These weaknesses in Walt’s approach are best exemplified in his treatment of the Israeli–Palestinian conflict. Walt justifiably argues for an active American approach to the resolution of this century-old dispute, and he ties the achievement of regional security and progress in the fight against terror to its success. What he ignores is a long history of intense joint Israeli-Palestinian attempts, both formal and informal, to reach just such a goal. The Ayalon-Nusseibeh People’s Voice campaign and the detailed Geneva Initiative spell out the parameters of a just two-state solution and incorporate all the proposals raised by Walt and more. All call for concerted American involvement now. To stress, however, that such intervention be undertaken primarily to promote American interests minimizes existing bilateral and multilateral efforts and reduces the prospects for the renewal of negotiations. (It is useful to recall that the “road map” was originally drafted by the European Union and hardly modified when adopted by the Quartet.)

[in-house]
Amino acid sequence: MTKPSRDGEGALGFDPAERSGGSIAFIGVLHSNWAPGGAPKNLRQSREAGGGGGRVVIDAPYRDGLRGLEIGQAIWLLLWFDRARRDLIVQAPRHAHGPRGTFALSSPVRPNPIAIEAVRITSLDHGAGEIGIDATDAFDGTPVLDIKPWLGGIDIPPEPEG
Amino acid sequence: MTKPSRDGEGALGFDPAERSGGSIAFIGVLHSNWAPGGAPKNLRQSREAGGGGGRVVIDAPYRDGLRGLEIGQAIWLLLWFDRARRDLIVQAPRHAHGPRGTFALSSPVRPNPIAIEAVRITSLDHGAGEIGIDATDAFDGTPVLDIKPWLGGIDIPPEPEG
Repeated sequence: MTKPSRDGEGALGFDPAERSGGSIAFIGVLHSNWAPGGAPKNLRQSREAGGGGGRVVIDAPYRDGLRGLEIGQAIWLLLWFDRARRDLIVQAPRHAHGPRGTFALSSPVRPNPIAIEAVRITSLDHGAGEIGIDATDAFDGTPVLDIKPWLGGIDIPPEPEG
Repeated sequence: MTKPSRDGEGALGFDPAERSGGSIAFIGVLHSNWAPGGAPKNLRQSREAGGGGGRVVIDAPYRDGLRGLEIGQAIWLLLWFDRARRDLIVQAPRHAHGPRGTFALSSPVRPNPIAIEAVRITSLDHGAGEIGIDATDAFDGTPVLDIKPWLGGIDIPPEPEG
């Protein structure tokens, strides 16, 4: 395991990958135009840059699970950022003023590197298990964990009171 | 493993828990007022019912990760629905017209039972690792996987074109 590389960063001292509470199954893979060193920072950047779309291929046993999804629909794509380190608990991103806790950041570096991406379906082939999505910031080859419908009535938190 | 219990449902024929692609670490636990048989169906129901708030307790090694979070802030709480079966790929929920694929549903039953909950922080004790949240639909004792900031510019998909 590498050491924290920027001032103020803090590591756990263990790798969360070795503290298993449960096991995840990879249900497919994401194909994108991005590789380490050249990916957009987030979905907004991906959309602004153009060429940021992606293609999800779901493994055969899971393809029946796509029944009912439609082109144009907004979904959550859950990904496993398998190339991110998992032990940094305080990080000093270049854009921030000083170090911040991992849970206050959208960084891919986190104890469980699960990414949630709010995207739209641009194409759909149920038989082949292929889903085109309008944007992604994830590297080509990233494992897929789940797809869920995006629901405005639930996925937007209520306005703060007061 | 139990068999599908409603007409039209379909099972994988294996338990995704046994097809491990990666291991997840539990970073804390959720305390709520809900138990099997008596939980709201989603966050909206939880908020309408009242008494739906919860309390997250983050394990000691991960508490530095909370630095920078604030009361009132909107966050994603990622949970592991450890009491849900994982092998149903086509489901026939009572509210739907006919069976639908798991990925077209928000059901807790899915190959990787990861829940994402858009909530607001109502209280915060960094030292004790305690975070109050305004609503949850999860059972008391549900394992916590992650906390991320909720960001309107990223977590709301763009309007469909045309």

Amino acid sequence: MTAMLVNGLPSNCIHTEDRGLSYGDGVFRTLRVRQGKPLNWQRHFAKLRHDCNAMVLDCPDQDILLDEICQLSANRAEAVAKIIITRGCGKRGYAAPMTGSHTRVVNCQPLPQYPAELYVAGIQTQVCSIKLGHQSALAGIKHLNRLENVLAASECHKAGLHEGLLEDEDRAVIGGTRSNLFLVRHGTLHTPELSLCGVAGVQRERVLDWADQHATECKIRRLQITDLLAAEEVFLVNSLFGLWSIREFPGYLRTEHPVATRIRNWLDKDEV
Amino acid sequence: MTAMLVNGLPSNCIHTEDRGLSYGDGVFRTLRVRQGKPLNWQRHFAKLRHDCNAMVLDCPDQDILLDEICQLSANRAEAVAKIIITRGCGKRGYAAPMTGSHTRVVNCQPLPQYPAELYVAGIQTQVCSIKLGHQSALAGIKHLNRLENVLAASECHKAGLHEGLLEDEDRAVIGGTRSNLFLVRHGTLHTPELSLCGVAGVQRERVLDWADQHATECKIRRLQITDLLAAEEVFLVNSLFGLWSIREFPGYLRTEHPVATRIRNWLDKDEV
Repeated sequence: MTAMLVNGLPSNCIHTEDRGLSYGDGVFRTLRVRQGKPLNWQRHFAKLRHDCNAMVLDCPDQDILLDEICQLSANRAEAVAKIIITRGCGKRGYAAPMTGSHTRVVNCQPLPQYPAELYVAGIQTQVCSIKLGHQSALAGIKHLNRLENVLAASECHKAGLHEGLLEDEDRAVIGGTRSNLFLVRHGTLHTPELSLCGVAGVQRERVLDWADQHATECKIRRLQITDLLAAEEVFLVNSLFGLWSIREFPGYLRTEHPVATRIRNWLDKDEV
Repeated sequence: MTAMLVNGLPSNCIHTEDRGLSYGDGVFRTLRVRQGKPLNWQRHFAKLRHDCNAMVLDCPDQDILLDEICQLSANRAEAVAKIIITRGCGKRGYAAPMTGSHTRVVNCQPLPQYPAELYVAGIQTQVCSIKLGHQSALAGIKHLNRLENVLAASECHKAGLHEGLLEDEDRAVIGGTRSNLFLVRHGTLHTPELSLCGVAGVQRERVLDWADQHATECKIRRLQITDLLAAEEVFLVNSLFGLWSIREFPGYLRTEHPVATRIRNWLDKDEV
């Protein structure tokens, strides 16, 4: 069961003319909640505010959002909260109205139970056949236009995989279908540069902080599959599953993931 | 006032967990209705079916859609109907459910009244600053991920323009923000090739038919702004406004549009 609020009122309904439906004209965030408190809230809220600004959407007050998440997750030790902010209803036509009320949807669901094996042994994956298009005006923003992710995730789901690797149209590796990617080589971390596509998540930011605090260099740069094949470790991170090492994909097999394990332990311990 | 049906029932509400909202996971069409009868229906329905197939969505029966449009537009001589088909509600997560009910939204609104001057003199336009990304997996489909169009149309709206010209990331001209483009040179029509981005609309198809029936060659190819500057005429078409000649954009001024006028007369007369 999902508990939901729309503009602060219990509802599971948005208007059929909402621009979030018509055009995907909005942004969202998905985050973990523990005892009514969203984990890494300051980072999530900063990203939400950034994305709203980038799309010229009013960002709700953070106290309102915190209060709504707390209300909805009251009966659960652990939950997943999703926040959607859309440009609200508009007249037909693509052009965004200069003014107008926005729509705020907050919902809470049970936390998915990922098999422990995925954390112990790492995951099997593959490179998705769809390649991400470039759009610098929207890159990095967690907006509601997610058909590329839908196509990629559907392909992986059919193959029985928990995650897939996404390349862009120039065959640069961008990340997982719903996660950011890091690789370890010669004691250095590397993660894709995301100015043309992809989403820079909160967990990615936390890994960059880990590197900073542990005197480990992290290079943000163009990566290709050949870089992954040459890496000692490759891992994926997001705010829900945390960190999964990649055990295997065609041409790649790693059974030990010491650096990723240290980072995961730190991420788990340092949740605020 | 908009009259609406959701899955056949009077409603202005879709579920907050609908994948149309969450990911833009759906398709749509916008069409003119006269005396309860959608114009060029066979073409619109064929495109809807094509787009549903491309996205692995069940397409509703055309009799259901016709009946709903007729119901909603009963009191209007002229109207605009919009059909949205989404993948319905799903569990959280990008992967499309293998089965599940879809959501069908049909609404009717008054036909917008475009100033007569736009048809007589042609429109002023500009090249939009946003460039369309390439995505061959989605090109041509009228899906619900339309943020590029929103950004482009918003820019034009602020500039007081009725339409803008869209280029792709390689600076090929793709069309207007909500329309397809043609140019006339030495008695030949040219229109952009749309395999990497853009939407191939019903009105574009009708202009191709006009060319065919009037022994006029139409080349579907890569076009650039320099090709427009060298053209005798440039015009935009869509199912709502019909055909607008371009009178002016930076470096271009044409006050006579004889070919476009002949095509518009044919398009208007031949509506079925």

The kind of direct engagement envisaged in Walt’s piece, entailing the formulation of a consistent policy and the allocation of military as well as economic resources, is at odds with his strategy of offshore balancing. The plea for an assertive American initiative contradicts the call for self-restraint and action by proxy. What has been lacking on the Israeli–Palestinian front is not the definition of substantive goals but a workable international plan with American participation to bring about their implementation. The only way Walt’s laudable specific proposals can have a constructive effect is to consciously separate them from his overall program to fortify American hegemony and carry them out in concert with European and Arab countries. American global leadership may be enhanced by an Israeli–Palestinian accord and the emergence of a viable Palestinian state alongside Israel. But it is not advanced by the adoption of Walt’s conceptual apparatus, which may prove more of a hindrance in a successful resolution and is definitely not needed for its attainment.